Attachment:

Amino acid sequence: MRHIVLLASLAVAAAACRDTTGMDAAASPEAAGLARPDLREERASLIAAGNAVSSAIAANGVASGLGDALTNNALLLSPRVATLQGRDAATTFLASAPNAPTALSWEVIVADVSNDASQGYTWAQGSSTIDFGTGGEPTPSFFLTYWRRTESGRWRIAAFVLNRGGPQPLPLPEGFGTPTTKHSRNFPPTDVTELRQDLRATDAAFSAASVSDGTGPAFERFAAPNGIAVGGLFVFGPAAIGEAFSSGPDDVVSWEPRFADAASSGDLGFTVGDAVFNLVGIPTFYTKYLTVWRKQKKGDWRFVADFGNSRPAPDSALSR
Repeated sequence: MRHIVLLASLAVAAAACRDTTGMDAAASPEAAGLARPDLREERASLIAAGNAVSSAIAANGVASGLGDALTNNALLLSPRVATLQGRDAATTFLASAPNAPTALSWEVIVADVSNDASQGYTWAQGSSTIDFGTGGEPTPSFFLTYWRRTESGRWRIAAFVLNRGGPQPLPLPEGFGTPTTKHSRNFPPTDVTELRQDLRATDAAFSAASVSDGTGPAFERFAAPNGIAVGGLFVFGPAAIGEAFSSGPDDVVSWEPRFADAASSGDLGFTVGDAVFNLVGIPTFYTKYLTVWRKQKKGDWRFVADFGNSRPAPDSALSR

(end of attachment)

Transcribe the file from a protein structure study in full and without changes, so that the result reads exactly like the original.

Amino acid sequence: MRHIVLLASLAVAAAACRDTTGMDAAASPEAAGLARPDLREERASLIAAGNAVSSAIAANGVASGLGDALTNNALLLSPRVATLQGRDAATTFLASAPNAPTALSWEVIVADVSNDASQGYTWAQGSSTIDFGTGGEPTPSFFLTYWRRTESGRWRIAAFVLNRGGPQPLPLPEGFGTPTTKHSRNFPPTDVTELRQDLRATDAAFSAASVSDGTGPAFERFAAPNGIAVGGLFVFGPAAIGEAFSSGPDDVVSWEPRFADAASSGDLGFTVGDAVFNLVGIPTFYTKYLTVWRKQKKGDWRFVADFGNSRPAPDSALSR
Repeated sequence: MRHIVLLASLAVAAAACRDTTGMDAAASPEAAGLARPDLREERASLIAAGNAVSSAIAANGVASGLGDALTNNALLLSPRVATLQGRDAATTFLASAPNAPTALSWEVIVADVSNDASQGYTWAQGSSTIDFGTGGEPTPSFFLTYWRRTESGRWRIAAFVLNRGGPQPLPLPEGFGTPTTKHSRNFPPTDVTELRQDLRATDAAFSAASVSDGTGPAFERFAAPNGIAVGGLFVFGPAAIGEAFSSGPDDVVSWEPRFADAASSGDLGFTVGDAVFNLVGIPTFYTKYLTVWRKQKKGDWRFVADFGNSRPAPDSALSR